Offshore wind turbines at Barrow Offshore Wind Farm off Walney Island in the Irish Sea. (Credit: Andy Dingley

Neptune, an advanced project developed at the Catalonia Institute for Energy Research (IREC), will reduce the cost of wind measurement and mitigate uncertainty about electricity production for offshore wind farms. Two new products have been already developed to enable wind measurement at sea, in order to reduce the cost of offshore wind energy.

Within the framework of the project, the floating system “eOLOS” has been developed, which uses LIDAR (Light Detection and Ranging) technology to measure wind speed and direction high above sea level. This system does not require the installation of weather towers anchored to the seabed, or floating, which cost up to 10 times more than the solution developed. The system consists of equipment based on LIDAR technology that is supported by a floating buoy and equipped with probes to measure currents and the swell of waves.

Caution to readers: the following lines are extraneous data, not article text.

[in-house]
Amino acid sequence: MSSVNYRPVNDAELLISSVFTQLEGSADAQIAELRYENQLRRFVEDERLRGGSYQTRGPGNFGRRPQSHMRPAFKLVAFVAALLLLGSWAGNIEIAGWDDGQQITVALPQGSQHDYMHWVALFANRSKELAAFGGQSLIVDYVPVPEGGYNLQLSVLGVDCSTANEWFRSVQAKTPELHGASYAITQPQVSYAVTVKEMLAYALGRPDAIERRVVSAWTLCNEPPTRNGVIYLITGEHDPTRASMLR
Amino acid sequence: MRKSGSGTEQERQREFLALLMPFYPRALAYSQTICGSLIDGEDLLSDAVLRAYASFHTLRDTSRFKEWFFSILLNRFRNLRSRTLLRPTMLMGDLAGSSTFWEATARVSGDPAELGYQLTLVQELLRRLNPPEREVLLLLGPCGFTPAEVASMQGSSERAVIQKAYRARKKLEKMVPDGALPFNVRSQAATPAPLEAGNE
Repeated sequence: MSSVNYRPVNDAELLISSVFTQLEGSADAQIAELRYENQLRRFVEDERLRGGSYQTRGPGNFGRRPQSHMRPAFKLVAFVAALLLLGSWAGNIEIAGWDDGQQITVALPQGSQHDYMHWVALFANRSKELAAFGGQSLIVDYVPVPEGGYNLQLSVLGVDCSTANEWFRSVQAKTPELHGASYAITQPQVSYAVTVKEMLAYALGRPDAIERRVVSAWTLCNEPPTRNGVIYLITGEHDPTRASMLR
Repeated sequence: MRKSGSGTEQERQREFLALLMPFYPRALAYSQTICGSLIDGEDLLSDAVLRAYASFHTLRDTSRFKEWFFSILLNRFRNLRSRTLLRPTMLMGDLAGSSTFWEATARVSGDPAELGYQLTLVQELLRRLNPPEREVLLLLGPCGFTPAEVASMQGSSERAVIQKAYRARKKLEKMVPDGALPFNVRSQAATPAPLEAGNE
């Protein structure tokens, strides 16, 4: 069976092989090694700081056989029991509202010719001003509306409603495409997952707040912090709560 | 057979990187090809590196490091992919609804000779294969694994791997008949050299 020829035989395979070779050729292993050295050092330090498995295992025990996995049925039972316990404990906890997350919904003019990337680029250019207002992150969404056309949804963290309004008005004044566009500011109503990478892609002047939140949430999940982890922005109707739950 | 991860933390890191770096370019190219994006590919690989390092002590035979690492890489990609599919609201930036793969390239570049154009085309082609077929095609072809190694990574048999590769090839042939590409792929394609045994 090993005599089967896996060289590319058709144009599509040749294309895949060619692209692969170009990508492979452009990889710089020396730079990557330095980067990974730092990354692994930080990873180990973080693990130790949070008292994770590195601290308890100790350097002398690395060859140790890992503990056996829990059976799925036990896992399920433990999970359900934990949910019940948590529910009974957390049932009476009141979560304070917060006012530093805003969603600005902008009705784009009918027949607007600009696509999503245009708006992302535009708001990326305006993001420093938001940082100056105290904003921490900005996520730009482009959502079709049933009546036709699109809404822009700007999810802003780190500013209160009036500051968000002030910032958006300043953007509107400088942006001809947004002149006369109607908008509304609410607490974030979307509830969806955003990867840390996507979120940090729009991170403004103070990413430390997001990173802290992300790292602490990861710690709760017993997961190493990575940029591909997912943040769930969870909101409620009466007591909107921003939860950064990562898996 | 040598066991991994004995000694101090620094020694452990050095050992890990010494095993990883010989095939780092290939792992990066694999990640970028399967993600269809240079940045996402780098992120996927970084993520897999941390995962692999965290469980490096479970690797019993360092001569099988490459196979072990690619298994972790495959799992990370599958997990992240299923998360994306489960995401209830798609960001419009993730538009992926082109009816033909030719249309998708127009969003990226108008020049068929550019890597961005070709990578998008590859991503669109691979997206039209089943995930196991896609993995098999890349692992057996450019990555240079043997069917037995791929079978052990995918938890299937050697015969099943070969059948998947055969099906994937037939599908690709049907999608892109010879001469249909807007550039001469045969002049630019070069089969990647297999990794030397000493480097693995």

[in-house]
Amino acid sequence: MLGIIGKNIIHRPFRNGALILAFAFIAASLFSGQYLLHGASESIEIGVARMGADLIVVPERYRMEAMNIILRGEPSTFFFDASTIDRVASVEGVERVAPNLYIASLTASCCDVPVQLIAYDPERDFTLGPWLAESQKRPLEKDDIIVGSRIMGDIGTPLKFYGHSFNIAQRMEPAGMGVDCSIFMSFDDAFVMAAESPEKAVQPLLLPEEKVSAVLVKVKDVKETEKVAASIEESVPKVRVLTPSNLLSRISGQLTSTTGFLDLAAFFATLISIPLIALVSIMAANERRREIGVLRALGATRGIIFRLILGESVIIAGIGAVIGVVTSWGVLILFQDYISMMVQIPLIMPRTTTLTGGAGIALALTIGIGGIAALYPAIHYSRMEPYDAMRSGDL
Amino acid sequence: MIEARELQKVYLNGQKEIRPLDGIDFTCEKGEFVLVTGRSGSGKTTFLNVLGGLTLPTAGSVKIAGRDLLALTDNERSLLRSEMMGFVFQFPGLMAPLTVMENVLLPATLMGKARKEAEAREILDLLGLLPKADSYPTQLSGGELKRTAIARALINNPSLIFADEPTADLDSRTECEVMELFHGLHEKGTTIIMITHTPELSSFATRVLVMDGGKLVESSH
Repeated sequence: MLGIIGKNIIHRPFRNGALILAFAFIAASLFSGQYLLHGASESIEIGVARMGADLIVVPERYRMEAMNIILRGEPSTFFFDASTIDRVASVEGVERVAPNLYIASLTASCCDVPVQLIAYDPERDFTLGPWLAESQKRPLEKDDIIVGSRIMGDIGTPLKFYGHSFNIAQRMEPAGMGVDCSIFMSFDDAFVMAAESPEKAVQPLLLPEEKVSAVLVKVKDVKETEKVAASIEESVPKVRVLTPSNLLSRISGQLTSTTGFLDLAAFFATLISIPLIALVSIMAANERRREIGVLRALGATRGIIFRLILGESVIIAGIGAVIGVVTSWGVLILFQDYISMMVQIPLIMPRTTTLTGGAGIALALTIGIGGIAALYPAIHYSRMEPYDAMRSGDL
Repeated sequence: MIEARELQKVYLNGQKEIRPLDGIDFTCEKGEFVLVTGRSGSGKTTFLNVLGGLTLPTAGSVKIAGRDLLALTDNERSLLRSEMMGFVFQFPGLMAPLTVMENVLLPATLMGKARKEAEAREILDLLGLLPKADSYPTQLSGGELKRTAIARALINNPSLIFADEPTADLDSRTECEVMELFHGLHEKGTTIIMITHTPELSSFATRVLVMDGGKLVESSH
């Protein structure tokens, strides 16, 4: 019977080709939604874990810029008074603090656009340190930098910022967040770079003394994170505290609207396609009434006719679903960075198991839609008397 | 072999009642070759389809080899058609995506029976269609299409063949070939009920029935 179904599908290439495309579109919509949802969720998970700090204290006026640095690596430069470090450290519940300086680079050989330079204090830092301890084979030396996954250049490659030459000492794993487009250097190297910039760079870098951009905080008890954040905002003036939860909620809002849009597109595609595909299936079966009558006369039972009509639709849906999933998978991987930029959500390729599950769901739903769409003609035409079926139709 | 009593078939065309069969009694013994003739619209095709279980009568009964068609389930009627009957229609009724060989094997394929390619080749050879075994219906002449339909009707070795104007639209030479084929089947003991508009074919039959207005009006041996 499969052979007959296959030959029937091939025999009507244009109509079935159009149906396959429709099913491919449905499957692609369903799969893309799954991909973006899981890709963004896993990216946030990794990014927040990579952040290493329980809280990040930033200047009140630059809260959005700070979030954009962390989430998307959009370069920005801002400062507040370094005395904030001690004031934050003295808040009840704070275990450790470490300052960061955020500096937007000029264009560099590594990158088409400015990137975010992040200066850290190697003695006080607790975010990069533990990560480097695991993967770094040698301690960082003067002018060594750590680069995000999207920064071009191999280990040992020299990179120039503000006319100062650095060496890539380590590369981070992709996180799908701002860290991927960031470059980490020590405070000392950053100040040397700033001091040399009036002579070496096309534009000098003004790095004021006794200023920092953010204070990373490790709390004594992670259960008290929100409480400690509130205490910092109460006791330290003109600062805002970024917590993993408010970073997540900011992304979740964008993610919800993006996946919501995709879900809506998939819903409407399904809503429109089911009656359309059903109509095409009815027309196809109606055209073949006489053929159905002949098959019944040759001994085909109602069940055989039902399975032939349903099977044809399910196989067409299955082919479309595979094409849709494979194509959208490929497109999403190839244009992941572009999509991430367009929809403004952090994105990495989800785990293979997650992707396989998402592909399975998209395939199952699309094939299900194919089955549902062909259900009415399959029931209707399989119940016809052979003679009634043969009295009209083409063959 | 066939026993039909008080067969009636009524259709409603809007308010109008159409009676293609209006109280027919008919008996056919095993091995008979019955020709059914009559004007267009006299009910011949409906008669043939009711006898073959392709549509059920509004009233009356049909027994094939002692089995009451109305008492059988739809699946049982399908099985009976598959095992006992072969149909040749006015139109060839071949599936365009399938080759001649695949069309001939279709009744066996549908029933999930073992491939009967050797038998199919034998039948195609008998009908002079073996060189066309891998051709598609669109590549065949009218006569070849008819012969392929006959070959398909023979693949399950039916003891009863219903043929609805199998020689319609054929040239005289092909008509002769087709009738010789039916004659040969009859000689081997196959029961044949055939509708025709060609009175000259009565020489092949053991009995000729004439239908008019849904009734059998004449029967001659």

In addition, the tool “NEPTool” has been developed, which estimates wind, currents and the swell of waves in the short and medium term, through the integrated simulation of atmospheric and oceanic conditions.

These two innovations in the field of offshore wind energy contribute to reducing the cost of energy generated by offshore wind farms, by affecting the cost of site evaluation and operation of functioning farms. They also mitigate the risk of uncertainty related to a lack of prediction in the medium term regarding the wind resource and offshore conditions.

Neptune is one of the projects focused on product innovation of the European Consortium KIC InnoEnergy SE, and is led by IREC. Other participating organisations are the Polytechnic University of Catalonia (UPC), the Research Centre for Energy, Environment and Technology (CIEMAT), the Wind Institute at the University of Stuttgart (SWE), and the companies Gas Natural Fenosa, and Environmental Maritime Engineering Solutions (SIMO).